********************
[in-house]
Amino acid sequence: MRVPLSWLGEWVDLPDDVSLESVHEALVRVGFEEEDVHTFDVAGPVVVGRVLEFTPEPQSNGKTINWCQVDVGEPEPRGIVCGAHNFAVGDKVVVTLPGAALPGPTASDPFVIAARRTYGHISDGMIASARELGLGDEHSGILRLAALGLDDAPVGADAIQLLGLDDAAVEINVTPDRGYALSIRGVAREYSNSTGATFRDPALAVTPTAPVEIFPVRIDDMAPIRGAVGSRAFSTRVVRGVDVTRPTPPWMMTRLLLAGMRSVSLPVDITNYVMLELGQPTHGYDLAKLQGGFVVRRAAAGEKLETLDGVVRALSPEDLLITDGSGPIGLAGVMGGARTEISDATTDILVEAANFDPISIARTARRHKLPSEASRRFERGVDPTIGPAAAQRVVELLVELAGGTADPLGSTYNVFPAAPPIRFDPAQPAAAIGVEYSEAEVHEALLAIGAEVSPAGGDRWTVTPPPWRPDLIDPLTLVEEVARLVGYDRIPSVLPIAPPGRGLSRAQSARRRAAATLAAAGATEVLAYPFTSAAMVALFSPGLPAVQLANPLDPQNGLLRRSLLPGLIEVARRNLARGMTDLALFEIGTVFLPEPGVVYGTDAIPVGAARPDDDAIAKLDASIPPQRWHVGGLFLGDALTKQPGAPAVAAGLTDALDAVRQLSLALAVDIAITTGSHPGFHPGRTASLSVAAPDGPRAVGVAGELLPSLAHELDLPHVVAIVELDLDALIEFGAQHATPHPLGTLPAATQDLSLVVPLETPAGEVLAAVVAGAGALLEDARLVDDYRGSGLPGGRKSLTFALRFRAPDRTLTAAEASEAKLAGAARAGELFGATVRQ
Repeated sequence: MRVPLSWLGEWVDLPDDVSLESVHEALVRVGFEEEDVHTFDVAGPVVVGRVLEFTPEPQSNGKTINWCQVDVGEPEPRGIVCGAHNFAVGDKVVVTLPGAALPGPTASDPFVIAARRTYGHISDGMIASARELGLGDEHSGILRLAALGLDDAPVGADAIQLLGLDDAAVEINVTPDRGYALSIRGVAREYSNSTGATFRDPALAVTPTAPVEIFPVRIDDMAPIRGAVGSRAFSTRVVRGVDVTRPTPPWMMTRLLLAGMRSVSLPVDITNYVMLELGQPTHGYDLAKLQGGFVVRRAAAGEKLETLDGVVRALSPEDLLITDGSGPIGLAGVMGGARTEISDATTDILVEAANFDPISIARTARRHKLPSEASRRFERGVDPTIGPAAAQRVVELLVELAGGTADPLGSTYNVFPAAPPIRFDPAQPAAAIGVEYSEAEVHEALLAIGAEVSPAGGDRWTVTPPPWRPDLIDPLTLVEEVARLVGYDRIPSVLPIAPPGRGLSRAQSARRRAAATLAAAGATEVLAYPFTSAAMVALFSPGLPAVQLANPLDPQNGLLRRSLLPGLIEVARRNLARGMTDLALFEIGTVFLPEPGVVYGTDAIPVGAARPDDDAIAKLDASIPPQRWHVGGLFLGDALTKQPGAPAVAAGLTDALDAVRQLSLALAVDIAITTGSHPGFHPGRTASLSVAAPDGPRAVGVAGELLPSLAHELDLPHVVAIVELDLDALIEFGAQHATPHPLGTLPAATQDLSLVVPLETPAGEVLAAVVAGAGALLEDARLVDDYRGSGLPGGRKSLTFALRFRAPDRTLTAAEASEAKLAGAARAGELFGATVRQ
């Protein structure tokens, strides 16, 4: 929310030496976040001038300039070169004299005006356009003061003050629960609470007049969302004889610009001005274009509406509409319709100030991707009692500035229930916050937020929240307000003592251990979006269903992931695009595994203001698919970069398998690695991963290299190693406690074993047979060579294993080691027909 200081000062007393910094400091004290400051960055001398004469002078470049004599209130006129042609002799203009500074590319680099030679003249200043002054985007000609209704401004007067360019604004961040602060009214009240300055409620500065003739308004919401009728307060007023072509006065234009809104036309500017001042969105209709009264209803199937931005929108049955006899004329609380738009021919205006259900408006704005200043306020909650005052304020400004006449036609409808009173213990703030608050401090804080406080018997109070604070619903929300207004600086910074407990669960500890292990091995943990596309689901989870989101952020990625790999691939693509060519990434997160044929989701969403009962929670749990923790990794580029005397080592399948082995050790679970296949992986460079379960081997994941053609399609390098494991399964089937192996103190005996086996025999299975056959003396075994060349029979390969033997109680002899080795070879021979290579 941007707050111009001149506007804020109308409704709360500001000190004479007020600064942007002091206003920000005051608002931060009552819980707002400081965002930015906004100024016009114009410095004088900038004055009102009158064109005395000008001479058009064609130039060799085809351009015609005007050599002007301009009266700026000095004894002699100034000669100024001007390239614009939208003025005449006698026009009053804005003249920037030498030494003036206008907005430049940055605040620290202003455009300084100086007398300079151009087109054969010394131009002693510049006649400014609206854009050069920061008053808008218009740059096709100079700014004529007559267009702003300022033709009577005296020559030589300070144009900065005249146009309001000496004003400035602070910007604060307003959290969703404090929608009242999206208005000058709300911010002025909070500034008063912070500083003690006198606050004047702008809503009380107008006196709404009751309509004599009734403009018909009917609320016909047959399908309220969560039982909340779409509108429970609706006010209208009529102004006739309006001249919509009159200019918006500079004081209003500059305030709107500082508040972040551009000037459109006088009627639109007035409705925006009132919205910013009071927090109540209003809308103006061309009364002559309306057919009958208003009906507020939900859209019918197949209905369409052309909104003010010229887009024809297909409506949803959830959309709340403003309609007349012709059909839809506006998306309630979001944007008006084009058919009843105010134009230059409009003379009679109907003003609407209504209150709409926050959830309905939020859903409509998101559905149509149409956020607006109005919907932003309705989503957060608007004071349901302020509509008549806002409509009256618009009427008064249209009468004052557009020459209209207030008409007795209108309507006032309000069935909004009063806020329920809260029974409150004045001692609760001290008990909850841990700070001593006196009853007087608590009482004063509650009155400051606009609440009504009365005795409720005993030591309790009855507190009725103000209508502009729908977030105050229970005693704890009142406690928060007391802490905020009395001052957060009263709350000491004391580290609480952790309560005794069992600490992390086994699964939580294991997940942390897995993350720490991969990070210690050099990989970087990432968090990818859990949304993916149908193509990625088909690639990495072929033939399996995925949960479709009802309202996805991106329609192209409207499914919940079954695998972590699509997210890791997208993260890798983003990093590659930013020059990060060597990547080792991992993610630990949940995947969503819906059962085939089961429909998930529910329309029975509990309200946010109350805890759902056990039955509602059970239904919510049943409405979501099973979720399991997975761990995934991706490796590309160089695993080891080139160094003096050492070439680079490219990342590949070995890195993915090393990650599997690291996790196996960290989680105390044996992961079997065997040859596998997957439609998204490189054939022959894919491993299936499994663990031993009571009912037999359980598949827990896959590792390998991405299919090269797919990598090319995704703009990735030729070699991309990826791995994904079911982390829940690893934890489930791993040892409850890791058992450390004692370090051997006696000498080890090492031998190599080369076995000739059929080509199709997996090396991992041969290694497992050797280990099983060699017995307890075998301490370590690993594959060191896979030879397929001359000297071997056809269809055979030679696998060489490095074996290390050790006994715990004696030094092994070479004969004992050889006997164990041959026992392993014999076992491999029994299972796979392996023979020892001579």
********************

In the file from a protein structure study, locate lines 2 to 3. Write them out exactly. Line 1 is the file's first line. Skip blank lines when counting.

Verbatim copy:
Amino acid sequence: MRVPLSWLGEWVDLPDDVSLESVHEALVRVGFEEEDVHTFDVAGPVVVGRVLEFTPEPQSNGKTINWCQVDVGEPEPRGIVCGAHNFAVGDKVVVTLPGAALPGPTASDPFVIAARRTYGHISDGMIASARELGLGDEHSGILRLAALGLDDAPVGADAIQLLGLDDAAVEINVTPDRGYALSIRGVAREYSNSTGATFRDPALAVTPTAPVEIFPVRIDDMAPIRGAVGSRAFSTRVVRGVDVTRPTPPWMMTRLLLAGMRSVSLPVDITNYVMLELGQPTHGYDLAKLQGGFVVRRAAAGEKLETLDGVVRALSPEDLLITDGSGPIGLAGVMGGARTEISDATTDILVEAANFDPISIARTARRHKLPSEASRRFERGVDPTIGPAAAQRVVELLVELAGGTADPLGSTYNVFPAAPPIRFDPAQPAAAIGVEYSEAEVHEALLAIGAEVSPAGGDRWTVTPPPWRPDLIDPLTLVEEVARLVGYDRIPSVLPIAPPGRGLSRAQSARRRAAATLAAAGATEVLAYPFTSAAMVALFSPGLPAVQLANPLDPQNGLLRRSLLPGLIEVARRNLARGMTDLALFEIGTVFLPEPGVVYGTDAIPVGAARPDDDAIAKLDASIPPQRWHVGGLFLGDALTKQPGAPAVAAGLTDALDAVRQLSLALAVDIAITTGSHPGFHPGRTASLSVAAPDGPRAVGVAGELLPSLAHELDLPHVVAIVELDLDALIEFGAQHATPHPLGTLPAATQDLSLVVPLETPAGEVLAAVVAGAGALLEDARLVDDYRGSGLPGGRKSLTFALRFRAPDRTLTAAEASEAKLAGAARAGELFGATVRQ
Repeated sequence: MRVPLSWLGEWVDLPDDVSLESVHEALVRVGFEEEDVHTFDVAGPVVVGRVLEFTPEPQSNGKTINWCQVDVGEPEPRGIVCGAHNFAVGDKVVVTLPGAALPGPTASDPFVIAARRTYGHISDGMIASARELGLGDEHSGILRLAALGLDDAPVGADAIQLLGLDDAAVEINVTPDRGYALSIRGVAREYSNSTGATFRDPALAVTPTAPVEIFPVRIDDMAPIRGAVGSRAFSTRVVRGVDVTRPTPPWMMTRLLLAGMRSVSLPVDITNYVMLELGQPTHGYDLAKLQGGFVVRRAAAGEKLETLDGVVRALSPEDLLITDGSGPIGLAGVMGGARTEISDATTDILVEAANFDPISIARTARRHKLPSEASRRFERGVDPTIGPAAAQRVVELLVELAGGTADPLGSTYNVFPAAPPIRFDPAQPAAAIGVEYSEAEVHEALLAIGAEVSPAGGDRWTVTPPPWRPDLIDPLTLVEEVARLVGYDRIPSVLPIAPPGRGLSRAQSARRRAAATLAAAGATEVLAYPFTSAAMVALFSPGLPAVQLANPLDPQNGLLRRSLLPGLIEVARRNLARGMTDLALFEIGTVFLPEPGVVYGTDAIPVGAARPDDDAIAKLDASIPPQRWHVGGLFLGDALTKQPGAPAVAAGLTDALDAVRQLSLALAVDIAITTGSHPGFHPGRTASLSVAAPDGPRAVGVAGELLPSLAHELDLPHVVAIVELDLDALIEFGAQHATPHPLGTLPAATQDLSLVVPLETPAGEVLAAVVAGAGALLEDARLVDDYRGSGLPGGRKSLTFALRFRAPDRTLTAAEASEAKLAGAARAGELFGATVRQ